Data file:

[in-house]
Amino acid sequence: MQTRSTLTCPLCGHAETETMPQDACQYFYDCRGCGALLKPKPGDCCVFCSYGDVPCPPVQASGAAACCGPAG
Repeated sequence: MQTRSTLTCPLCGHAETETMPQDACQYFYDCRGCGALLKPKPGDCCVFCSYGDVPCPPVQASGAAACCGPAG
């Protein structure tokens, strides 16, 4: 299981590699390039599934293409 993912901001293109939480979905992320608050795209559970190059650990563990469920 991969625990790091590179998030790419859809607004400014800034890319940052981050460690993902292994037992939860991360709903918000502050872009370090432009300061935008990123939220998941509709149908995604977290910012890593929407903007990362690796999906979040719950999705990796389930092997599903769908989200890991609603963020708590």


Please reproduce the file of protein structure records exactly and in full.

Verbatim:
[in-house]
Amino acid sequence: MQTRSTLTCPLCGHAETETMPQDACQYFYDCRGCGALLKPKPGDCCVFCSYGDVPCPPVQASGAAACCGPAG
Repeated sequence: MQTRSTLTCPLCGHAETETMPQDACQYFYDCRGCGALLKPKPGDCCVFCSYGDVPCPPVQASGAAACCGPAG
């Protein structure tokens, strides 16, 4: 299981590699390039599934293409 993912901001293109939480979905992320608050795209559970190059650990563990469920 991969625990790091590179998030790419859809607004400014800034890319940052981050460690993902292994037992939860991360709903918000502050872009370090432009300061935008990123939220998941509709149908995604977290910012890593929407903007990362690796999906979040719950999705990796389930092997599903769908989200890991609603963020708590």